On Thursday we told you about the issue that some environmental conservation NGOs took up with the Government’s proposed draft for offshore exploration, condemning the Government for keeping zones near delicate oceanic ecosystems on the drilling map.
On Friday, the Ministry of Energy, Science and Technology, and Public Utilities sent out a press release, reiterating the Government’s position maintaining the prohibition of granting concessions to any new offshore petroleum explorations, until a comprehensive offshore petroleum policy is developed and accepted by GOB.
The press release also stated that, “The Ministry wishes to reiterate government’s commitment to the sustainable use and conservation of Belize’s natural heritage. As such, the Government of Belize will continue to ensure that any future policy on petroleum exploration will be guided by an inclusive, evidence-based and data driven process that takes into account socio-economic and environmental concerns.”
In other words, the Government has the best interest of our country’s natural heritage at heart and gave examples of this by saying that “In 2013, the Ministry of Energy, Science and Technology, and Public Utilities successfully negotiated with Princess Petroleum for a relinquishment of more than their 25% required under their contract in an effort to ensure that the Blue Hole and other areas of Lighthouse Reef Atoll are no longer part of their active concession.”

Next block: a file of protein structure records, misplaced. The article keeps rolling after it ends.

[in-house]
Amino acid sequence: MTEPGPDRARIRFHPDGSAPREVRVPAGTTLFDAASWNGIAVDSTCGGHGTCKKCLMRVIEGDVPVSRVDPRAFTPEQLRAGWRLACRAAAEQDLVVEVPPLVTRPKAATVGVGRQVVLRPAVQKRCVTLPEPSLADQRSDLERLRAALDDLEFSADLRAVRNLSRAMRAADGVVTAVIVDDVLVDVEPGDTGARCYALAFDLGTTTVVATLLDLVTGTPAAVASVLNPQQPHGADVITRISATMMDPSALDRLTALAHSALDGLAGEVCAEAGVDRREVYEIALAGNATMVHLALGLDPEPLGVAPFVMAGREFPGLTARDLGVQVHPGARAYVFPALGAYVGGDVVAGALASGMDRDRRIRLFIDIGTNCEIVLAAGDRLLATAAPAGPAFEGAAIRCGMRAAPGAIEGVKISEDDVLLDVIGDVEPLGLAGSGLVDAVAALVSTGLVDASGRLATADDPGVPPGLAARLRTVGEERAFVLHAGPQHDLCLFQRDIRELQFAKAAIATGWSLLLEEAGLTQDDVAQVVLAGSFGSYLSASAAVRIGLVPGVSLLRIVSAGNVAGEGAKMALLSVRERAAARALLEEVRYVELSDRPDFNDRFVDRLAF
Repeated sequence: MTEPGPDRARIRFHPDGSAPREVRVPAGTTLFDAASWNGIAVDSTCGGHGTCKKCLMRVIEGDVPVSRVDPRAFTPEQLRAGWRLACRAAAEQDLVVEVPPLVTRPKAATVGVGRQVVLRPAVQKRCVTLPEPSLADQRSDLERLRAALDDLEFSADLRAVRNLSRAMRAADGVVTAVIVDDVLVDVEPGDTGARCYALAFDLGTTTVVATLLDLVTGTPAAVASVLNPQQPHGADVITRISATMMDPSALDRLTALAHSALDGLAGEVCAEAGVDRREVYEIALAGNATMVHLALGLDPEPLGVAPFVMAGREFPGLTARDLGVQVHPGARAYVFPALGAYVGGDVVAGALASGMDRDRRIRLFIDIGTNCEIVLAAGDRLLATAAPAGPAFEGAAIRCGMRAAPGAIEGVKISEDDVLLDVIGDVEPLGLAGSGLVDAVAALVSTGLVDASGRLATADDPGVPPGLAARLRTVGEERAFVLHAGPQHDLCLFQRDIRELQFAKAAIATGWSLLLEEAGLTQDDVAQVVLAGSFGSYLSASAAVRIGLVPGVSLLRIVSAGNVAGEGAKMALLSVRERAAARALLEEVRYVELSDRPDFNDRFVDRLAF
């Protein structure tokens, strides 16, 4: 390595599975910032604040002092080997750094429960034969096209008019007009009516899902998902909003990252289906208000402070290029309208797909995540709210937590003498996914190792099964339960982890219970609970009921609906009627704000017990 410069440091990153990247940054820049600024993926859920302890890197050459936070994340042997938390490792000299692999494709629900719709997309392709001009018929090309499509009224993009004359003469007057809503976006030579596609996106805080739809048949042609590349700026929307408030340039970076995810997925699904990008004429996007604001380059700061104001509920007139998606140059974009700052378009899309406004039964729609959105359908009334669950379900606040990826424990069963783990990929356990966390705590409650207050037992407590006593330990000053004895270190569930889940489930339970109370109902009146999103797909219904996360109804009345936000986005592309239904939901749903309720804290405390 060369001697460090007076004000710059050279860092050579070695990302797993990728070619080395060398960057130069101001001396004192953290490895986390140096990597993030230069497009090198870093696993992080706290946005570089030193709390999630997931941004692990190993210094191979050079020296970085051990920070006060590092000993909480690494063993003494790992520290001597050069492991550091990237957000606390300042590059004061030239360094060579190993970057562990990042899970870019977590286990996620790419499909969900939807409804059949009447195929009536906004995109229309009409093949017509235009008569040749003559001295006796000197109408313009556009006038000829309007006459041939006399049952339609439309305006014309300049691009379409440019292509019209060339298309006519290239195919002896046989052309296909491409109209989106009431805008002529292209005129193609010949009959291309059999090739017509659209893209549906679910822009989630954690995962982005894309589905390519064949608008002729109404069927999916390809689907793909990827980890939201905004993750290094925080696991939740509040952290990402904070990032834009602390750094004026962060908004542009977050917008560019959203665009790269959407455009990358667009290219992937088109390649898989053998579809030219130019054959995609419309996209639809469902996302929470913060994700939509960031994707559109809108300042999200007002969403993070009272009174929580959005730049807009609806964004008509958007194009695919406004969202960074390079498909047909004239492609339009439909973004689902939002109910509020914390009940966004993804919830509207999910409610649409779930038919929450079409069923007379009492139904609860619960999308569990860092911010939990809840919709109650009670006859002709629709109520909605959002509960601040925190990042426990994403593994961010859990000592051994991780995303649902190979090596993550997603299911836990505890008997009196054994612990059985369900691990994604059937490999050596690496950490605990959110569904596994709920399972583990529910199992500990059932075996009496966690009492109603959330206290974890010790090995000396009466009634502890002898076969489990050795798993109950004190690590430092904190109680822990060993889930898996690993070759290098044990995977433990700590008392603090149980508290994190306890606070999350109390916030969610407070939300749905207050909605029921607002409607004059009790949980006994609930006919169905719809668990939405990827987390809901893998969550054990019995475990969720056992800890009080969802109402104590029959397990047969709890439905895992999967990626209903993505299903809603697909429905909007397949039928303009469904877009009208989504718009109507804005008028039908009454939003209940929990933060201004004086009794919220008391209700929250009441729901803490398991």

While that is the Department’s statement , COLA, Citizens Organized for Liberty Through Action, issued a statement of its own late Thursday evening, saying that since 2010, COLA asked… “Director Cho and the Prime Minister to consider implementing a moratorium on offshore drilling; consider suspending concessions that have already been signed to obtain further information; restructure the ways that concessions are distributed by introducing an environmental impact assessment and socio-economic assessment at the earliest stages, before any work is done; and to ensure more of the public’s participation in the issuance of these concessions.”
The release says, “We see no evidence of this in the draft guidelines; further, since 2010 we have said that there must be attention to the outdated laws and capacity built to separate the responsibilities for petroleum in terrestrial areas and those in marine and offshore areas including wetlands and marshes. The guidelines meld both of them together while paying lip service to that suggestion.”